Recipe Project #82: Fancier Leek & Potato Soup

I make a bare-bones leek and potato soup fairly often in the autumn and winter. It consists of only six ingredients: leeks, potatoes, chicken broth, white pepper, salt, and a healthy blob of sour cream. And we love the stark simplicity of it.

Sometimes, you want to make something just a little bit fancier — as I did yesterday when a good friend came over for lunch. It’s not that she’s the sort of person who demands fanciness, but rather that I felt like fiddling just a bit more with things and also like getting into the herbs that I’ve had drying in the guest bedroom for a couple of months now. I had made this late last winter and neglected to blog it, and knew it was lovely enough to pull out again. So this is the soup we had, along with apple-fennel salad and bread she picked up from the bakery down the street. We finished up with persimmon pudding, and I don’t think I could find a better casual lunch menu that is so late autumn and can be put together in an hour.

Leek and Potato Soup (with or without Truffle Honey)
This recipe is from Gluten-Free Girl and the Chef. You can find their marvelous blog, which I’ve been reading for years, here.

4 leeks, white part only, cut in half lengthwise
1/4 cup extra virgin olive oil
1 medium yellow onion, peeled and medium diced
5 cloves garlic, smashed and peeled
1 tablespoon chopped fresh rosemary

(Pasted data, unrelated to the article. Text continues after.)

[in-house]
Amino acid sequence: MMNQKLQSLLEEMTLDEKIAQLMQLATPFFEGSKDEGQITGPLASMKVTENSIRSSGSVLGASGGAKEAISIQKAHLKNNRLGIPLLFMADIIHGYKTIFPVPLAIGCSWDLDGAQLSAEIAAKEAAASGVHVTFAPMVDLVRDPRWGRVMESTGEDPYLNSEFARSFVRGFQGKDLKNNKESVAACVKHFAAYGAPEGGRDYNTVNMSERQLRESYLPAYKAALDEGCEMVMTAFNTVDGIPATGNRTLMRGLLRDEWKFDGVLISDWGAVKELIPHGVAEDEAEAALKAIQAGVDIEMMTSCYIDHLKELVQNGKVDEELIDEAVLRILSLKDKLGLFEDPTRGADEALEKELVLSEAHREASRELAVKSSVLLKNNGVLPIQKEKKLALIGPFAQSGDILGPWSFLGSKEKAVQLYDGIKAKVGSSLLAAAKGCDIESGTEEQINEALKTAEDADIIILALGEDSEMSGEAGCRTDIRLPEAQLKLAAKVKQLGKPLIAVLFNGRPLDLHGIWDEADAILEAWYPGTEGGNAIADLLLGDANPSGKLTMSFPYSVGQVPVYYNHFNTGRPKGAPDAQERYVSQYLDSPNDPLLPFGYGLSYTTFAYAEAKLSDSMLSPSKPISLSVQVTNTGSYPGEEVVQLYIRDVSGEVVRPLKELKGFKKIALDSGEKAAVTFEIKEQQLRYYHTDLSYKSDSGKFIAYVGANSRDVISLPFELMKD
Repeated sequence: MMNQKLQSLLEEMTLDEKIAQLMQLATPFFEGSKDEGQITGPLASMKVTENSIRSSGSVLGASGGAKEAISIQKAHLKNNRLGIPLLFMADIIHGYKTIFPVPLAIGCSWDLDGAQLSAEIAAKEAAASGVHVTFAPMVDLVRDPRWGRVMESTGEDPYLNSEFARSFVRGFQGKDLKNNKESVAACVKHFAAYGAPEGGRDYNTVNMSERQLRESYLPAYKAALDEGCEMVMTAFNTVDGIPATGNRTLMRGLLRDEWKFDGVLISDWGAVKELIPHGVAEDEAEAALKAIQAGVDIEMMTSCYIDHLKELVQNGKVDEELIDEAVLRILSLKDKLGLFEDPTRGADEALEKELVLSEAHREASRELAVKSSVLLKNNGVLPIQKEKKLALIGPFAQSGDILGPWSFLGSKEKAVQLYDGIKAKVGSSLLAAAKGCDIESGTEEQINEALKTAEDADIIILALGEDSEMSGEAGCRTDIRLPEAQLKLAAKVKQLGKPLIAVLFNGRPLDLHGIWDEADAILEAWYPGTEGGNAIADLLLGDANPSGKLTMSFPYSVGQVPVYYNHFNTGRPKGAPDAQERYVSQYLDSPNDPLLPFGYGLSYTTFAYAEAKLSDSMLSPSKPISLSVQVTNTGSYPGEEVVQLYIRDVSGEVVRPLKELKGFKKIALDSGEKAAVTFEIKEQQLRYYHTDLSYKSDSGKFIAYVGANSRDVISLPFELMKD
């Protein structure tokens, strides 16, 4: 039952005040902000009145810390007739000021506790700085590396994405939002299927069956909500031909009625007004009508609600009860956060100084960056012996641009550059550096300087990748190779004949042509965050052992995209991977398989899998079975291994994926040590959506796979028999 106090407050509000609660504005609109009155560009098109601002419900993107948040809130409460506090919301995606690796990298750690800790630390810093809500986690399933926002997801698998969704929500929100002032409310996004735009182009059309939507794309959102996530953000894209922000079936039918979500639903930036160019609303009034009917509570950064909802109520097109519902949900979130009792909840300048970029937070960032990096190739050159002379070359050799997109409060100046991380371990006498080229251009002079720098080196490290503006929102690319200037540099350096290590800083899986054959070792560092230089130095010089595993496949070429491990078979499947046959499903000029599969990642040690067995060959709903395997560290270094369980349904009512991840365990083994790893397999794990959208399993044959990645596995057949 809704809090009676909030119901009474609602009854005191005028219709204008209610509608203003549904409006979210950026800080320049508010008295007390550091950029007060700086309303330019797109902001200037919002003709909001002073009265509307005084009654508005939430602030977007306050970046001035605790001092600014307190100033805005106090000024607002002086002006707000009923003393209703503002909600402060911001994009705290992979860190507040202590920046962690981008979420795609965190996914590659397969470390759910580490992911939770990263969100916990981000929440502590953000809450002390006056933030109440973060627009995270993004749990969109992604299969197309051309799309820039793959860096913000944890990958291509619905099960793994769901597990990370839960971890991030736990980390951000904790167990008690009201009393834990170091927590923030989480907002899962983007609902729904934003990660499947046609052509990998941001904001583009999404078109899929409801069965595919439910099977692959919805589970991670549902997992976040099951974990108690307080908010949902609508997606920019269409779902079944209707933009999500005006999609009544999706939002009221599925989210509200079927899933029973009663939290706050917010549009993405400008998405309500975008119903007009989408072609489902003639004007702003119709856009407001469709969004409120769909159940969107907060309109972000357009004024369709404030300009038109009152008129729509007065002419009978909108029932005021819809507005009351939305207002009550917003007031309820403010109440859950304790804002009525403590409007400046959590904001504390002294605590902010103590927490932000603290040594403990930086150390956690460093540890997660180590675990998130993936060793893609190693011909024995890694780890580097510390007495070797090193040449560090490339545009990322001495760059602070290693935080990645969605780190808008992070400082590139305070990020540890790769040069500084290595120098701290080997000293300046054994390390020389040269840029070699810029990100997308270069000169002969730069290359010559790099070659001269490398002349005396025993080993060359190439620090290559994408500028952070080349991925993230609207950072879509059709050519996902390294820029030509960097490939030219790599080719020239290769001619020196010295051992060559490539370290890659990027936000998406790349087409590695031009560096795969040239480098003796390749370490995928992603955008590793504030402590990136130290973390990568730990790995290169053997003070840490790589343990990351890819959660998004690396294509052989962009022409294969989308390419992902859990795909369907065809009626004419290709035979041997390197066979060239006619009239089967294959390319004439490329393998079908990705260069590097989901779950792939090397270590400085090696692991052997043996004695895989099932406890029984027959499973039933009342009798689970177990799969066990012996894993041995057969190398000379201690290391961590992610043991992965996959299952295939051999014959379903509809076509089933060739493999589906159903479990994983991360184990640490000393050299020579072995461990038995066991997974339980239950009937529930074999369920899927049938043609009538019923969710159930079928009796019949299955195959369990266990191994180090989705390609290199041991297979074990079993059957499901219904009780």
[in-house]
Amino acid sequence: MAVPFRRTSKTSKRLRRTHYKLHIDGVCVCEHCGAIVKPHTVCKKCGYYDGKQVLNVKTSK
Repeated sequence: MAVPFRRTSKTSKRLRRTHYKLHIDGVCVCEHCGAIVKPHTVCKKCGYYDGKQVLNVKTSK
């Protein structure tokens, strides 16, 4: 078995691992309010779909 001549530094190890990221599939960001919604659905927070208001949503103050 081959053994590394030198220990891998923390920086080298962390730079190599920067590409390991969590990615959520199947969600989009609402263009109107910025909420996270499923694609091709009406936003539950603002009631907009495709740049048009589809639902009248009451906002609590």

1 tablespoon chopped fresh sage
1 tablespoon chopped fresh thyme
3 pounds Yukon gold potatoes, peeled and quartered
2 cups heavy cream
2 tablespoons cold unsalted butter
2-3 tablespoons truffle honey (optional)
1 tablespoon finely chopped fresh chives

Halve the leeks. Place in a bowl full of cold water and allow them to soak for 20 minutes. Drain the leeks, pat dry, and chop roughly.

Set a large stockpot over medium heat. Pour in 2 tablespoons of olive oil. Add the onion and to the hot olive oil and cook, stirring to ensure that they do not burn, for 1 minute. Add the leeks and cook, stirring. Add the garlic, and when all is softened, add the rosemary, sage, and thyme. Cook until the herbs release their fragrance into the room, about 2 minutes. Tumble in the potatoes. Add enough water [or chicken stock] to cover by 1 inch.

Raise the heat to high and bring the soup to a boil. Cook until your knife slides right through one of the potatoes, about 15 minutes; do not overcook the potatoes or you will have watery soup. When the potatoes are done, stop whatever you are doing and puree the soup.

Puree the soup in a blender in batches, pouring the remaining 2 tablespoons of olive oil into the blender as the blender is running. Press each batch through a fine-mesh sieve back into a large bowl. [I omit this particular step, since I prefer a soup with more texture.] Repeat until all the soup is pureed and pour it back into the pot.

Add the cream [or sour cream thinned with milk, if you prefer more tanginess] to the soup and stir to blend. Bring the soup to a boil, then turn the heat to medium. Simmer, stirring occasionally, for 10 – 15 minutes. Whisk in the cold butter. Taste the soup and season with salt and pepper. Remove the soup from the heat.

To serve, ladle the soup into bowls. Garnish each bowl of soup with 1 teaspoon of the truffle honey (if using*) and the chives.

*I have not included the honey when I’ve made this soup, but I suspect it would likely clash with the sour cream, which I use every time. You may want to chose one or the other.

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